Students who successfully complete the four interlocking components merit the "rmc"- post nominal.
- Chancellor and President
- The Minister of National Defence, The Honourable Harjit S. Sajjan, PC, OMM, MSM, CD, MP
- Commandant and Vice Chancellor
- Brigadier-General Sean G. Friday, OMM, MSM, CD
- Dr. Harry J. Kowal, CD, PhD, MSAe, MA(SS), MDS, BEng, rmc, PEng, BGen (Ret'd)
The Board of Governors
The Board of Governors was established in 1997. Its role is to review and approve the strategic direction of the college, and to provide advice to the Minister of National Defence on all matters relating to the college as required.
The Senate was created by the Royal Military College of Canada Degrees Act, 1959, and is composed of the Chancellor and President, the Commandant, the Principal and Director of Studies, the Vice-Principal, the Deans of the academic faculties, the Director of Cadets, the Registrar, the Academic Director of RMC St-Jean, a Faculty representative and a Faculty Association representative.
Its function is to grant degrees and honorary degrees.
The Faculty Council is composed of the Principal as Chair, the Registrar as Secretary, the Deans of faculties, the Heads or Acting Heads of the various departments, the Director of Cadets, and other members of the senior staff designated by the Chair.
Its function is to determine on all matters of an educational character including all courses of study, the library, and the calendar, to conduct examinations, to recommend to the Senate the candidates for degrees and diplomas, to award college medals, prizes and scholarships and generally to make such recommendations to the Commandant as may be deemed expedient for promoting the interests of the college.
The Faculty Board is composed of the Principal as Chair, the Professors, the Associate Professors, the Assistant Professors, the Lecturers, the Chief Librarian, the Registrar, the Director of Administration, the Director of Cadets, the Officers of the Military Wing, all other members of the senior staff designated by the Chair, and students representing the student body invited by the Chair to attend.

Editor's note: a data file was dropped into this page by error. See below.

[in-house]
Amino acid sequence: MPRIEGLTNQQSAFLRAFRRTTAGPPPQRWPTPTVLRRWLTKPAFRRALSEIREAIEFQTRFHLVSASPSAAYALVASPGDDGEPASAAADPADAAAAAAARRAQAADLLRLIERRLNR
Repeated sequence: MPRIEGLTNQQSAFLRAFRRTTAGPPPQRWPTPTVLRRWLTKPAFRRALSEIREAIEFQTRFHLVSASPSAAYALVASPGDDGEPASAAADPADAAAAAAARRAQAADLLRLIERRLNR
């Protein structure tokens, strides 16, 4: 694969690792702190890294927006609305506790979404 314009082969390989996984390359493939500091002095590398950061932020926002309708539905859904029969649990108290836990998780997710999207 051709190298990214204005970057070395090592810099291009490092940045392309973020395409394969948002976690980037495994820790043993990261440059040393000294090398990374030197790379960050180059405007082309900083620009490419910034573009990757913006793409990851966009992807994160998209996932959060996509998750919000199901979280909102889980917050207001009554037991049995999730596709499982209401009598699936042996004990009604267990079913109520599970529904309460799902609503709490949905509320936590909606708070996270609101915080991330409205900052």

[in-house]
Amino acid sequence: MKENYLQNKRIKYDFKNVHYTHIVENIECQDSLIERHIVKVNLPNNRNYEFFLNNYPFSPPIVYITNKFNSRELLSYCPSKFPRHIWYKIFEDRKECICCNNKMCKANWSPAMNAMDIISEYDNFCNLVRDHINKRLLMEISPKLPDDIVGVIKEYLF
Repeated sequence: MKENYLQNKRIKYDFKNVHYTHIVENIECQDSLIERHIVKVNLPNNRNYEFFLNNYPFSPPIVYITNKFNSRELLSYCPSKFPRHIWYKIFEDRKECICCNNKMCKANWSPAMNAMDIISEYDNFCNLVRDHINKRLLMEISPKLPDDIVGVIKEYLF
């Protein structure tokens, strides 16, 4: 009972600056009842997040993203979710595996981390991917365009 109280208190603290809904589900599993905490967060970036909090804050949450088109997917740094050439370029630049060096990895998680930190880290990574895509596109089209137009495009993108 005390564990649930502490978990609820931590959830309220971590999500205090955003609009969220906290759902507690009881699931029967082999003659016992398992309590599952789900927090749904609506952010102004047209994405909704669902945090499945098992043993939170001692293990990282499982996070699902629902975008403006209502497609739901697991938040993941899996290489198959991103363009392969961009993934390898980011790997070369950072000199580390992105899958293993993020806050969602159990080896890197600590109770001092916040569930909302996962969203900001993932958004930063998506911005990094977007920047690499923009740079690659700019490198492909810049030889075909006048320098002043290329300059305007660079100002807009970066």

The function of the Faculty Board is to deal with examination results of undergraduate students; to make recommendations to the Faculty Council on honours standing and academic failures; to exercise academic supervision of students; to make recommendations to the Commandant on Cadet Wing appointments; and to make recommendations to Faculty Council or the Commandant on any matter affecting the general interest of the college.
- Karl Michaud
- Associate Registrar (Undergraduate Studies)
- Mrs. Naomi Greer-Ballance, BA
- Associate Registrar (Graduate Studies)
- Ms. Shelagh Corbett, BA
- Associate Registrar (Admissions)
- Mr. Rock Hau, CD, BA, MA
Each course is identified by a six character code.
|EEE||The first two letters indicate the Department or subject of the course; in this example it is Electrical Engineering. The third letter indicates the language in which the course is given, either E for English, as in the above example, or F for Français (French).|
|331||The three-digit course numbering indicates exactly which course in a subject area is referred to. The first digit indicates the year in which the course is normally offered. The second and third digits indicate the departmental course number.|
Credit and Contact Hours (as used in conjunction with course descriptions)
|Credit||The number of credits students will receive upon finishing the course; these credits can be either academic or military. Normally 1 credit is given for a "one term" course and 2 credits for a "full year" course.|
|The estimated number of hours per week, the course requires. The first number indicates the hours in the classroom. The second number indicates the hours of laboratory or practical work. The third number indicates the estimated hours of at-home study.|
|AEE||Aeronautical Engineering||Mechanical and Aerospace Engineering|
|BAE||Business Administration||Management and Economics|
|CEE||Civil Engineering||Civil Engineering|
|CCE||Chemistry and Chemical Engineering||Chemistry and Chemical Engineering|
|CSE||Computer Science||Math and Computer Science|
|ECE||Economics||Management and Economics|
|EEE||Electrical Engineering||Electrical and Computer Engineering|
|FRF||Études francaises||Études francaises|
|GEE||General Engineering||Faculty of Engineering|
|MAE||Mathematics||Mathematics and Computer Science|
|MEE||Mechanical Engineering||Mechanical and Aerospace Engineering|
|MSE||Military and Strategic Studies||Military and Strategic Studies|
|POE||Political Science||Political Science|
|PSE||Psychology||Military Psychology and Leadership|
|SOE||Sociology||Military Psychology and Leadership|
|SLE||Second Language Footnote1||Language Centre|
|SPE||Spanish Footnote1||French Studies|
|ATH||Athletic Component||Athletic Department|
|PMT||Professional Military Training||Training Wing|